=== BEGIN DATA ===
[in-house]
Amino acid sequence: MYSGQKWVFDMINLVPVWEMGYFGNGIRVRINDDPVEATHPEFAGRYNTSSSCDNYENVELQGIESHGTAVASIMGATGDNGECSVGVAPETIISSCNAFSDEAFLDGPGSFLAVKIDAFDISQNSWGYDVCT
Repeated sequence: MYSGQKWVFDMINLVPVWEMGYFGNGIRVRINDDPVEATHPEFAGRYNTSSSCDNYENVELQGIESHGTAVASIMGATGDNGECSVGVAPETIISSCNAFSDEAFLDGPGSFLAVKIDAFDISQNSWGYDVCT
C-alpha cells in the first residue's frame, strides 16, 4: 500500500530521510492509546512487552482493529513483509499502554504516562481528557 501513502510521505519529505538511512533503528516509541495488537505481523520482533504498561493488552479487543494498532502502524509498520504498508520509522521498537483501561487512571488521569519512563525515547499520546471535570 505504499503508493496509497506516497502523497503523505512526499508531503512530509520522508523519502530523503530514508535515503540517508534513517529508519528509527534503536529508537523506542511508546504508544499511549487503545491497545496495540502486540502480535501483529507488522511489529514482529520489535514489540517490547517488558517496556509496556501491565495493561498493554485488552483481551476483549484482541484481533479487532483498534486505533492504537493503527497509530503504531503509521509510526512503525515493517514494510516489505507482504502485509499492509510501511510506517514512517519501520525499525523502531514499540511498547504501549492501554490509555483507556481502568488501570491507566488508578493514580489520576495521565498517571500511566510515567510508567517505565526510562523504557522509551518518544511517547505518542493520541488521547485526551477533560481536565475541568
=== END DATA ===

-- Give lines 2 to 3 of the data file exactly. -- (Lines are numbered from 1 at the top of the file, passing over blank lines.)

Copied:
Amino acid sequence: MYSGQKWVFDMINLVPVWEMGYFGNGIRVRINDDPVEATHPEFAGRYNTSSSCDNYENVELQGIESHGTAVASIMGATGDNGECSVGVAPETIISSCNAFSDEAFLDGPGSFLAVKIDAFDISQNSWGYDVCT
Repeated sequence: MYSGQKWVFDMINLVPVWEMGYFGNGIRVRINDDPVEATHPEFAGRYNTSSSCDNYENVELQGIESHGTAVASIMGATGDNGECSVGVAPETIISSCNAFSDEAFLDGPGSFLAVKIDAFDISQNSWGYDVCT